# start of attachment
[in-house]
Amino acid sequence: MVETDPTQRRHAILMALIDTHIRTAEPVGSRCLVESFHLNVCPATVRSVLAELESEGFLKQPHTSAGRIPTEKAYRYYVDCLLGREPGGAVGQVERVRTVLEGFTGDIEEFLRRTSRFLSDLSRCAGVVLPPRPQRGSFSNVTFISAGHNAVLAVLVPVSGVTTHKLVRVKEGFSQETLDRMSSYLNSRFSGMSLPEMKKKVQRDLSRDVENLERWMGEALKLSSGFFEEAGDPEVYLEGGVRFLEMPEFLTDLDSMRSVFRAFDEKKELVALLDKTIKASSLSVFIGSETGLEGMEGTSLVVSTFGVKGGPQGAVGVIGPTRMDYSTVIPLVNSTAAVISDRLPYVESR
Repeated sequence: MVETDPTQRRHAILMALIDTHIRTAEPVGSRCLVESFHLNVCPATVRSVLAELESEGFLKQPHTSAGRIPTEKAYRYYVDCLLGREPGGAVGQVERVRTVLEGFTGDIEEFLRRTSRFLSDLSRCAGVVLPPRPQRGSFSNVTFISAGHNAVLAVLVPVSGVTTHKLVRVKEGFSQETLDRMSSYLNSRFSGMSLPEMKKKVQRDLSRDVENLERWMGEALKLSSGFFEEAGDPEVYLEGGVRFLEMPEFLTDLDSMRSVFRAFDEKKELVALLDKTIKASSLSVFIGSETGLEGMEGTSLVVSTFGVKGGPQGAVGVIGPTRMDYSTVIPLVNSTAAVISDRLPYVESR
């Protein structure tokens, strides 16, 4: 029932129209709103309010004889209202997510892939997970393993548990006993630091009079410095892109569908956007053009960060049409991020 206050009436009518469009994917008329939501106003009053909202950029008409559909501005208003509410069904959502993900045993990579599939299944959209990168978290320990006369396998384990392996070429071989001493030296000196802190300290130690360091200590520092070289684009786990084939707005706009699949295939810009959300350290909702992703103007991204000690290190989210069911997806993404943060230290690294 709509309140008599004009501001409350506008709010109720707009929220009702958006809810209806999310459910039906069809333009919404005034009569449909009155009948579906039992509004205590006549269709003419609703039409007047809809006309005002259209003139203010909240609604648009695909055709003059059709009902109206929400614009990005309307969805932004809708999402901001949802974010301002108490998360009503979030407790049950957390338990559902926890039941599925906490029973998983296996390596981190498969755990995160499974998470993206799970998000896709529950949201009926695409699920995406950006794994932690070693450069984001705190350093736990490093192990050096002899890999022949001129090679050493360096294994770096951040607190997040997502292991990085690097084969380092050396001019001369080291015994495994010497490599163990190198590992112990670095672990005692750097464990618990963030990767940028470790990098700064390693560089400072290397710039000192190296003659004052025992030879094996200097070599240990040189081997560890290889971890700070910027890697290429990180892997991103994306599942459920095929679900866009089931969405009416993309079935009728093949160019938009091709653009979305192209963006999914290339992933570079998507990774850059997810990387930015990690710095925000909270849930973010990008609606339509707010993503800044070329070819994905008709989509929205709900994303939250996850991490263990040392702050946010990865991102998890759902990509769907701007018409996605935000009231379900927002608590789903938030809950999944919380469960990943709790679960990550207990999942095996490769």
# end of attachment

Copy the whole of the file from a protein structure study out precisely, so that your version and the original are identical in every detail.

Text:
[in-house]
Amino acid sequence: MVETDPTQRRHAILMALIDTHIRTAEPVGSRCLVESFHLNVCPATVRSVLAELESEGFLKQPHTSAGRIPTEKAYRYYVDCLLGREPGGAVGQVERVRTVLEGFTGDIEEFLRRTSRFLSDLSRCAGVVLPPRPQRGSFSNVTFISAGHNAVLAVLVPVSGVTTHKLVRVKEGFSQETLDRMSSYLNSRFSGMSLPEMKKKVQRDLSRDVENLERWMGEALKLSSGFFEEAGDPEVYLEGGVRFLEMPEFLTDLDSMRSVFRAFDEKKELVALLDKTIKASSLSVFIGSETGLEGMEGTSLVVSTFGVKGGPQGAVGVIGPTRMDYSTVIPLVNSTAAVISDRLPYVESR
Repeated sequence: MVETDPTQRRHAILMALIDTHIRTAEPVGSRCLVESFHLNVCPATVRSVLAELESEGFLKQPHTSAGRIPTEKAYRYYVDCLLGREPGGAVGQVERVRTVLEGFTGDIEEFLRRTSRFLSDLSRCAGVVLPPRPQRGSFSNVTFISAGHNAVLAVLVPVSGVTTHKLVRVKEGFSQETLDRMSSYLNSRFSGMSLPEMKKKVQRDLSRDVENLERWMGEALKLSSGFFEEAGDPEVYLEGGVRFLEMPEFLTDLDSMRSVFRAFDEKKELVALLDKTIKASSLSVFIGSETGLEGMEGTSLVVSTFGVKGGPQGAVGVIGPTRMDYSTVIPLVNSTAAVISDRLPYVESR
């Protein structure tokens, strides 16, 4: 029932129209709103309010004889209202997510892939997970393993548990006993630091009079410095892109569908956007053009960060049409991020 206050009436009518469009994917008329939501106003009053909202950029008409559909501005208003509410069904959502993900045993990579599939299944959209990168978290320990006369396998384990392996070429071989001493030296000196802190300290130690360091200590520092070289684009786990084939707005706009699949295939810009959300350290909702992703103007991204000690290190989210069911997806993404943060230290690294 709509309140008599004009501001409350506008709010109720707009929220009702958006809810209806999310459910039906069809333009919404005034009569449909009155009948579906039992509004205590006549269709003419609703039409007047809809006309005002259209003139203010909240609604648009695909055709003059059709009902109206929400614009990005309307969805932004809708999402901001949802974010301002108490998360009503979030407790049950957390338990559902926890039941599925906490029973998983296996390596981190498969755990995160499974998470993206799970998000896709529950949201009926695409699920995406950006794994932690070693450069984001705190350093736990490093192990050096002899890999022949001129090679050493360096294994770096951040607190997040997502292991990085690097084969380092050396001019001369080291015994495994010497490599163990190198590992112990670095672990005692750097464990618990963030990767940028470790990098700064390693560089400072290397710039000192190296003659004052025992030879094996200097070599240990040189081997560890290889971890700070910027890697290429990180892997991103994306599942459920095929679900866009089931969405009416993309079935009728093949160019938009091709653009979305192209963006999914290339992933570079998507990774850059997810990387930015990690710095925000909270849930973010990008609606339509707010993503800044070329070819994905008709989509929205709900994303939250996850991490263990040392702050946010990865991102998890759902990509769907701007018409996605935000009231379900927002608590789903938030809950999944919380469960990943709790679960990550207990999942095996490769």